Setting Up a New Publication with InDesign CS2 - dummies

Setting Up a New Publication with InDesign CS2

By Barbara Assadi, Galen Gruman

After you launch InDesign CS2 (the “CS” stands for Creative Suite), you have two options: You can choose File –> Open (or press Command+O or Ctrl+O) to open a previously created document or template, or you can choose File –> New –> Document (or press Command+N or Ctrl+N) to create a new document.

Creating a new document is where all the fun is, since you get to create something yourself, from scratch. Here’s how to create a new document:

1. Choose File –> New –> Document or press Command+N or Ctrl+N.

The New Document dialog box appears. It is here that you will have to make many up-front decisions about how you want your new document set up — including page size, number of pages, number of columns, and margin width. Although you’re free to change your mind later, you’ll save yourself time and potential headaches by sticking with the basic page parameters you establish in the New Document dialog box.

2. If you know exactly how many pages your publication will have, enter the number in the Number of Pages field.

If you don’t know for sure, you can always add or delete pages later. So for now, make an educated guess; it’s easy to add or delete pages later.

3. Decide whether to layout your documents in a spread or as separate pages.

• If you’re creating a multi-page publication that will have a spine, such as a book, catalog, or magazine, select Facing Pages.

• If you’re creating a one-page document, such as a business card, an ad, or a poster, don’t select Facing Pages.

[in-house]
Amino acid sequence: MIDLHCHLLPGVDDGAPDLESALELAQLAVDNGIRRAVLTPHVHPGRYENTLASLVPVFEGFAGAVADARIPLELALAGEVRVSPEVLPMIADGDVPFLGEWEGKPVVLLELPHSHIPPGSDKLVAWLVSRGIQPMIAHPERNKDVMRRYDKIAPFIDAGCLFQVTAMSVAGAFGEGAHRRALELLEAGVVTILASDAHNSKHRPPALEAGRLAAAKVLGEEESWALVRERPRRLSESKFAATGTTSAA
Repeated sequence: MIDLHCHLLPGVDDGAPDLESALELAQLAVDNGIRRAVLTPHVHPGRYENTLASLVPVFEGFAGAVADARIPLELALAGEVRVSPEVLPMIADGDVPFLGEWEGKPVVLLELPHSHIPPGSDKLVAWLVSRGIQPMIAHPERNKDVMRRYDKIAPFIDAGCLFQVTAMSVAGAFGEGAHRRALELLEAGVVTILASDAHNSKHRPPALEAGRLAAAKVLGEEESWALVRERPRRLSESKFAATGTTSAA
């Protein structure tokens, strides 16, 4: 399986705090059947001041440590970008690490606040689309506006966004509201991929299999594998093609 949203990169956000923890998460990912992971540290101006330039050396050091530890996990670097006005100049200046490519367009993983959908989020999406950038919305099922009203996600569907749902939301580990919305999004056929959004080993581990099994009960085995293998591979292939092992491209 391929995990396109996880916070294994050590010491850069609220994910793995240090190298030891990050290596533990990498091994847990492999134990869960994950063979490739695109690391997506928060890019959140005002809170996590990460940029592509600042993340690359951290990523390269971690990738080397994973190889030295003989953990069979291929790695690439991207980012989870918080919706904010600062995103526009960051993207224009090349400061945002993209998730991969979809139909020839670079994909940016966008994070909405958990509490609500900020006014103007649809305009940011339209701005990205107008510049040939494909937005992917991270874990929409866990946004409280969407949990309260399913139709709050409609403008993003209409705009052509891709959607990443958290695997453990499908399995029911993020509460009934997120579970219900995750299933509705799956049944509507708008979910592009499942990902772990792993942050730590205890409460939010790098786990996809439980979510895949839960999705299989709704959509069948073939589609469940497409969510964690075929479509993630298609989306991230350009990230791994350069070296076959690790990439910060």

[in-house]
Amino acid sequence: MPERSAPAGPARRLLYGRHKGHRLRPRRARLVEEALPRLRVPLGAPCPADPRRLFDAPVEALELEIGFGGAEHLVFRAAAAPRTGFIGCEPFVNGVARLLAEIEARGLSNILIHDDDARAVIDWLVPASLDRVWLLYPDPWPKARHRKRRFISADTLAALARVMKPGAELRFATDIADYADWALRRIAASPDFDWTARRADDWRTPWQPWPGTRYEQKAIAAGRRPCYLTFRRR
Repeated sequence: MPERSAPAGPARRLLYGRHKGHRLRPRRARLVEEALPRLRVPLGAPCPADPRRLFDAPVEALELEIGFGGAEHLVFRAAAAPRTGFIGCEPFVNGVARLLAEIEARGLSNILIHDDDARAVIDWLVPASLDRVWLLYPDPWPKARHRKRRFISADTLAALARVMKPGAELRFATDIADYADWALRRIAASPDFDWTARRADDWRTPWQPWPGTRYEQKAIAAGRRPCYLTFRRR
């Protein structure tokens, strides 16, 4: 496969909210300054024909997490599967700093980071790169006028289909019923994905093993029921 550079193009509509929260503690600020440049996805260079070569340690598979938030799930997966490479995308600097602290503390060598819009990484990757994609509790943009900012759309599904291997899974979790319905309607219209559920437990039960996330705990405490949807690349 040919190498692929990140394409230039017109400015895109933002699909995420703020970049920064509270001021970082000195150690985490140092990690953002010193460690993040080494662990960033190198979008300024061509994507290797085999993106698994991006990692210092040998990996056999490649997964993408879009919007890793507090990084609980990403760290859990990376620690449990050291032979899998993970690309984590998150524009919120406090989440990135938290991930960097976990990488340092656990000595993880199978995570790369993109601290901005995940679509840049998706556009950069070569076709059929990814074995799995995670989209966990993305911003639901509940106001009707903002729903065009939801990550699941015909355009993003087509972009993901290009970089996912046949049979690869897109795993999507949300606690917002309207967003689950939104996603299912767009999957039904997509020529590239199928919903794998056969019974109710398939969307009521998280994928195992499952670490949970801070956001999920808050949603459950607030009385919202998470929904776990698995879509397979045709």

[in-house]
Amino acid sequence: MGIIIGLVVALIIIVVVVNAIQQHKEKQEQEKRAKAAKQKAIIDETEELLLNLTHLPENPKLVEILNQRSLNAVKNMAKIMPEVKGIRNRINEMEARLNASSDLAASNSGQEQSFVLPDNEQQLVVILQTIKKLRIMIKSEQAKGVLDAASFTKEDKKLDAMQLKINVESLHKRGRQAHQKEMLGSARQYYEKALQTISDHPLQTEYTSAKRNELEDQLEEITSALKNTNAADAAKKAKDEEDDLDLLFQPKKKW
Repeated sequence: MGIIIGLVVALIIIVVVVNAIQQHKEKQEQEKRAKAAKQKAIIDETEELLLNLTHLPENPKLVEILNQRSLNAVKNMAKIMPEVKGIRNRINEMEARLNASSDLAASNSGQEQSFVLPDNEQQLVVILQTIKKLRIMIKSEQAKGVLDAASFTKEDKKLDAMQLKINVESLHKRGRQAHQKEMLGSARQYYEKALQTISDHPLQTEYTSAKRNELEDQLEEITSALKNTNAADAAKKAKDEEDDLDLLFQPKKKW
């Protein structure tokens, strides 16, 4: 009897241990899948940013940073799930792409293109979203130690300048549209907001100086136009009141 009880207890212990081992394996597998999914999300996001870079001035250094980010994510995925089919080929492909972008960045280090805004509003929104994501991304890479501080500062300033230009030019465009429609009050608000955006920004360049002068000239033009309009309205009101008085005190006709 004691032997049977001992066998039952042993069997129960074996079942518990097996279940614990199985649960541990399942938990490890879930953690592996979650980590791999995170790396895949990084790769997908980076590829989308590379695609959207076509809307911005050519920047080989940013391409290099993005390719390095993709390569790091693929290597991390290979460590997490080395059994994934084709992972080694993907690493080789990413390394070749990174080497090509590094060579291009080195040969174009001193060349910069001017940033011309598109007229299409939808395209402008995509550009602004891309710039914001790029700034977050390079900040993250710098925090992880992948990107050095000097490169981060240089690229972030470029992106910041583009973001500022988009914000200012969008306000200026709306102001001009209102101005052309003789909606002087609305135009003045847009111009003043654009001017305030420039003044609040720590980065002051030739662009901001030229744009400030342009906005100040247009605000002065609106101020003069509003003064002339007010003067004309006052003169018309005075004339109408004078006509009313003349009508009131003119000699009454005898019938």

• Some publications, such as flip charts, presentations, and three-ring bound documents, have multiple pages but use only one side of the page. For such documents, don’t check Facing Pages, either.

4. If you want to flow text from page to page in a multi-page document, such as a book or a catalog, check Master Text Frame.

If you check this box, InDesign automatically adds a text frame to the document’s master page and to all document pages based on this master page. Doing this saves you the work of creating a text frame on each page and manually threading text through each frame.

5. In the Page Size area, you can choose one of the predefined sizes from the pop-up menu.

6. Specify margin values in the Margins area.

If Facing Pages is checked, Inside and Outside fields are available in the Margins area. Designers often specify larger inside margins for multi-page publications to accommodate the fold at the spine. If Facing Pages is not checked, Left and Right fields replace the Inside and Outside fields. You can also specify margin values by clicking the up/down arrows associated with the fields.

7. To specify how many columns your pages have, enter a value in the Columns field.

You can also specify the number of columns by clicking the up/down arrows associated with the Column field.

8. Specify a gutter distance (the gutter is the space between columns) in the Gutter field.

You can also specify a gutter width value by clicking the up/down arrows associated with the Gutter field.

9. Click the More Options button to access the Bleed and Slug area of the New Document dialog box.

The More Options button provides options to set bleed and slug areas. A bleed area is a margin on the outside of the page for objects you want to extend past the edge of the page — you want them to extend at least 1/8 inch so if there is any shifting of the paper during printing, there’s no white space where the image should be (touching the edge of the page).

The slug area is an area reserved for printing crop marks, color plate names, and other such printing information — some output devices will cut these off during printing unless a slug area is defined. For both bleed and slug areas, you can set the top, bottom, left, and right margins independently.

10. Click OK to close the New Document dialog box.

Your new, blank document appears in a new document window.

You can bypass the New Document dialog box by pressing Shift+Command+N or Ctrl+Shift+N. When you use this method, the most recent settings in the New Document dialog box are used for the new document.